An Obama-era plan to have the federal government finance half of a $13 billion rail tunnel project ran into a red light Friday from the Trump administration.

The plan, proposed under President Barack Obama in 2015, includes revitalizing a deteriorating Amtrak tunnel connecting New Jersey to New York City, repairing damage to a dual-tunnel conduit, and reconstructing the New Jersey railroad network’s aging Portal Bridge, Crain’s New York Business reported.

Amtrak, which owns most of the rail tunnels and tracks between Boston and Washington, D.C., contends that the existing tunnel connecting New Jersey and New York City is damaged and could fail within 10 to 15 years, threatening daily rail transportation in the Northeast.

The original Obama-era plan called for costs to be split among New York state, New Jersey and the federal government.

‘A local project’

But in a letter Friday, the Trump administration notified New York and New Jersey that the Obama-era deal was now “non-existent” because the states recently requested that their portions be covered by loans from the federal government — meaning Washington would supply all of the initial funding for what the Trump White House is calling “a local project.”

“Your letter also references a non-existent ’50/50′ agreement between USDOT, New York, and New Jersey. There is no such agreement,” wrote K. Jane Williams, deputy administrator of the Federal Transit Administration. “We consider it unhelpful to reference a non-existent ‘agreement’ rather than directly address the responsibility for funding a local project where nine out of 10 passengers are local transit riders.”

“We consider it unhelpful to reference a non-existent ‘agreement’ rather than directly address the responsibility for funding a local project where nine out of 10 passengers are local transit riders.”

– K. Jane Williams, deputy administrator, Federal Transit Administration

The letter raises questions about whether the so-called Gateway project will be included in a $1 trillion national infrastructure plan that President Donald Trump is expected to unveil in January.

Gateway Development Corp., the project overseer composed of representatives of New York, New Jersey and Amtrak, dismissed Williams’ letter as “posturing,” adding in a statement Friday that “we are confident that the Trump Administration will engage with us as the President turns to infrastructure in 2018.”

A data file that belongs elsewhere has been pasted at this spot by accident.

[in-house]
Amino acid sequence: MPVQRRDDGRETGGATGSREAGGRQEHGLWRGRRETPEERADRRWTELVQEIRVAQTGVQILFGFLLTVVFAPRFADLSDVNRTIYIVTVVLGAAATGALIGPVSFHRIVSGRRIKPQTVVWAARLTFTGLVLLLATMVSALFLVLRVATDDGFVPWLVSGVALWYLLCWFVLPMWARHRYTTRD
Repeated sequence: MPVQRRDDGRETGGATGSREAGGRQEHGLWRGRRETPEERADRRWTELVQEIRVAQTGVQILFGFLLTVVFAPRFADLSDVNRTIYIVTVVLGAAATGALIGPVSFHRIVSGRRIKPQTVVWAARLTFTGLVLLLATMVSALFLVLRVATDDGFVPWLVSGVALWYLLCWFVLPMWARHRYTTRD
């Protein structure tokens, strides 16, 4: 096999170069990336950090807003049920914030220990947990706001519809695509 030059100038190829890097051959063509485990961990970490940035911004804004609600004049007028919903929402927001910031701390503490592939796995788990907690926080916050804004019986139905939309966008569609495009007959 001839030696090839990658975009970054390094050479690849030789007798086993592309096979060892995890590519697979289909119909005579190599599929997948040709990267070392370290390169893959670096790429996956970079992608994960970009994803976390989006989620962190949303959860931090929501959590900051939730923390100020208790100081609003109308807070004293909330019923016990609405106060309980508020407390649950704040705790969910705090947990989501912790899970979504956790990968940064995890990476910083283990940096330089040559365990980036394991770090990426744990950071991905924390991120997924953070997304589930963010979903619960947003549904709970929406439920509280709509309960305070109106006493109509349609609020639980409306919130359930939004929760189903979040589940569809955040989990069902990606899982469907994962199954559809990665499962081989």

Tens of thousands of commuters

Proponents view Gateway as crucial for revitalizing rail service in the New York City metro area, where multiple lines, including Amtrak, carry tens of thousands of commuters into the city each day — in one of the nation’s key economic regions.

They also note that having states borrow from the federal government to finance infrastructure projects is not unprecedented. Some allege that the Trump administration’s action is simply a political maneuver to put pressure on Senate Minority Leader Chuck Schumer, D-N.Y., a key supporter of the plan, Crain’s reported.

Senate Minority Leader Chuck Schumer, D-N.Y., holds a news conference to talk about the Democratic victory in the Alabama special election and to discuss the Republican tax bill, on Capitol Hill in Washington, Wednesday, Dec. 13, 2017. (AP Photo/J. Scott Applewhite)

Senate Minority Leader Chuck Schumer, D-N.Y., is a key supporter of the $13 billion Obama-era Gateway rail-tunnel proposal.

 (Associated Press)

New York business leaders have been adamant about the project’s importance, on account of the region’s economy, which provides a large chunk of the U.S.’ GDP and sends hundreds of billions of tax dollars to the federal government every year.

On Saturday, Crain’s noted that a “senior [Trump] administration official” clarified that the project’s importance was not in dispute. The administration mostly objected to the federal government being relied upon to supply funds for New York and New Jersey’s shares of the costs.

The official noted that for other projects undeway in Hawaii and Maryland, federal loans compose only a fraction of the capital investment, Crain’s reported.

The Associated Press contributed to this story.